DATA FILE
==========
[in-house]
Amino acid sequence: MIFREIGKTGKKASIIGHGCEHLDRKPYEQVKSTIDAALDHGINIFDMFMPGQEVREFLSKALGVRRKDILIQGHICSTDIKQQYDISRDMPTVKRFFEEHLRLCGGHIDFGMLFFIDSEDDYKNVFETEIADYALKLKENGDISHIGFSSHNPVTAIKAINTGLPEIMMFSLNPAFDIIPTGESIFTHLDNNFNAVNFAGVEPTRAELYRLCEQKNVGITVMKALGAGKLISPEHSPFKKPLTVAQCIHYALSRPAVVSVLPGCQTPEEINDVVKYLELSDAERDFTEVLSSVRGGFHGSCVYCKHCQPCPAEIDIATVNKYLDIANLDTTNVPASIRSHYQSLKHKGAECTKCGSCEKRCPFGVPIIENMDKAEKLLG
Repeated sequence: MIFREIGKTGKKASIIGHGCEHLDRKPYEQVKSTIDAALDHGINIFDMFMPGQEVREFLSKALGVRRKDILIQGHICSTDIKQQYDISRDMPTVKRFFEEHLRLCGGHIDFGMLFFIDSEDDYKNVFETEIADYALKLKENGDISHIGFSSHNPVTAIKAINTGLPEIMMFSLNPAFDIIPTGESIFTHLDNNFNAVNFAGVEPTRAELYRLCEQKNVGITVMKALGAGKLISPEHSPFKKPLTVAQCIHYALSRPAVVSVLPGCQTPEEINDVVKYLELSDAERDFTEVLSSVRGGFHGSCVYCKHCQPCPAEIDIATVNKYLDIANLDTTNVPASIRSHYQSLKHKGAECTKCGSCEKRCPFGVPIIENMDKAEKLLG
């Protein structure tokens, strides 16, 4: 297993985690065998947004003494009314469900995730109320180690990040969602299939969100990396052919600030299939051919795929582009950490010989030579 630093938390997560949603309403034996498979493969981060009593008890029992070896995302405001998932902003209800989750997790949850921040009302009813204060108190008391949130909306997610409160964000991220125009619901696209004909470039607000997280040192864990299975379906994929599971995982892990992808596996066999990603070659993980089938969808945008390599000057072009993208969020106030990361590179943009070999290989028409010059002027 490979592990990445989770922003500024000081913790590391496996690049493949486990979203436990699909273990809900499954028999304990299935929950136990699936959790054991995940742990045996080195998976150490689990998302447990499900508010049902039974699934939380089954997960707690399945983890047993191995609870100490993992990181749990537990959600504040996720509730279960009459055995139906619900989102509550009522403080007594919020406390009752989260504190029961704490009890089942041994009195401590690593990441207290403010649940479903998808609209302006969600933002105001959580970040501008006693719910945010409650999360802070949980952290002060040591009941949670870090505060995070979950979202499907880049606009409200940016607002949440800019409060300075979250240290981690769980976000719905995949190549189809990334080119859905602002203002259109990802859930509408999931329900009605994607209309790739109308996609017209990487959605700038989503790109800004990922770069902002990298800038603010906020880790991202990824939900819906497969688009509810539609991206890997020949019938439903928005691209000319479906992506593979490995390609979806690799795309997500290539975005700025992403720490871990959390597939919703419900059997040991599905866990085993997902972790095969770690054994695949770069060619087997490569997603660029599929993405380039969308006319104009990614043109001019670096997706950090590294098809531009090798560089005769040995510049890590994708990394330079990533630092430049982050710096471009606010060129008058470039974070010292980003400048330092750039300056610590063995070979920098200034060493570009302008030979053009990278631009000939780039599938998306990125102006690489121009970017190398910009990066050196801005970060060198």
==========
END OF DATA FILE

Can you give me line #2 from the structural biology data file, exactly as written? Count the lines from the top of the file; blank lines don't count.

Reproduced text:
Amino acid sequence: MIFREIGKTGKKASIIGHGCEHLDRKPYEQVKSTIDAALDHGINIFDMFMPGQEVREFLSKALGVRRKDILIQGHICSTDIKQQYDISRDMPTVKRFFEEHLRLCGGHIDFGMLFFIDSEDDYKNVFETEIADYALKLKENGDISHIGFSSHNPVTAIKAINTGLPEIMMFSLNPAFDIIPTGESIFTHLDNNFNAVNFAGVEPTRAELYRLCEQKNVGITVMKALGAGKLISPEHSPFKKPLTVAQCIHYALSRPAVVSVLPGCQTPEEINDVVKYLELSDAERDFTEVLSSVRGGFHGSCVYCKHCQPCPAEIDIATVNKYLDIANLDTTNVPASIRSHYQSLKHKGAECTKCGSCEKRCPFGVPIIENMDKAEKLLG